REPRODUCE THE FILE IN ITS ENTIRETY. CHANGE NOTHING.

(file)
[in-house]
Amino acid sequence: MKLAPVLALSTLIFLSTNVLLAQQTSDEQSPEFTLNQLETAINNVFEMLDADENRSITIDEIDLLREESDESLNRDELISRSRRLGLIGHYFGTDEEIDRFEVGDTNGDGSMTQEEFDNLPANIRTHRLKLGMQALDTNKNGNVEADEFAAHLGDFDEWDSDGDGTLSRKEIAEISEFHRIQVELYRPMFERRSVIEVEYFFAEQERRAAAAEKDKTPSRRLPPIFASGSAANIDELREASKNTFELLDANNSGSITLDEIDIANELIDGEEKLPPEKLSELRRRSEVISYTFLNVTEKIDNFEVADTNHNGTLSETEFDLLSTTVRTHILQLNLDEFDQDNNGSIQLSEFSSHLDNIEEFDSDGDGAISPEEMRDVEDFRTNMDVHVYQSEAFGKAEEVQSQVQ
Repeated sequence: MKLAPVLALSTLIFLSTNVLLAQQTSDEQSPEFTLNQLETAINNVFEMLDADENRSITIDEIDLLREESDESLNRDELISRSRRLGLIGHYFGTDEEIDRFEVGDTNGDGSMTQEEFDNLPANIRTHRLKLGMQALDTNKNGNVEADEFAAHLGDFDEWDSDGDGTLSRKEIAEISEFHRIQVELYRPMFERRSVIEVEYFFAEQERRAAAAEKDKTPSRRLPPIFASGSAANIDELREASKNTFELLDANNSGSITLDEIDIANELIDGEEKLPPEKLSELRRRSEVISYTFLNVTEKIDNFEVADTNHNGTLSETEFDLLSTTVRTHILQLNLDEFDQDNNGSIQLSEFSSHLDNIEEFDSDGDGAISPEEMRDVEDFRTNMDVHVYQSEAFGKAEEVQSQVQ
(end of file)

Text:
[in-house]
Amino acid sequence: MKLAPVLALSTLIFLSTNVLLAQQTSDEQSPEFTLNQLETAINNVFEMLDADENRSITIDEIDLLREESDESLNRDELISRSRRLGLIGHYFGTDEEIDRFEVGDTNGDGSMTQEEFDNLPANIRTHRLKLGMQALDTNKNGNVEADEFAAHLGDFDEWDSDGDGTLSRKEIAEISEFHRIQVELYRPMFERRSVIEVEYFFAEQERRAAAAEKDKTPSRRLPPIFASGSAANIDELREASKNTFELLDANNSGSITLDEIDIANELIDGEEKLPPEKLSELRRRSEVISYTFLNVTEKIDNFEVADTNHNGTLSETEFDLLSTTVRTHILQLNLDEFDQDNNGSIQLSEFSSHLDNIEEFDSDGDGAISPEEMRDVEDFRTNMDVHVYQSEAFGKAEEVQSQVQ
Repeated sequence: MKLAPVLALSTLIFLSTNVLLAQQTSDEQSPEFTLNQLETAINNVFEMLDADENRSITIDEIDLLREESDESLNRDELISRSRRLGLIGHYFGTDEEIDRFEVGDTNGDGSMTQEEFDNLPANIRTHRLKLGMQALDTNKNGNVEADEFAAHLGDFDEWDSDGDGTLSRKEIAEISEFHRIQVELYRPMFERRSVIEVEYFFAEQERRAAAAEKDKTPSRRLPPIFASGSAANIDELREASKNTFELLDANNSGSITLDEIDIANELIDGEEKLPPEKLSELRRRSEVISYTFLNVTEKIDNFEVADTNHNGTLSETEFDLLSTTVRTHILQLNLDEFDQDNNGSIQLSEFSSHLDNIEEFDSDGDGAISPEEMRDVEDFRTNMDVHVYQSEAFGKAEEVQSQVQ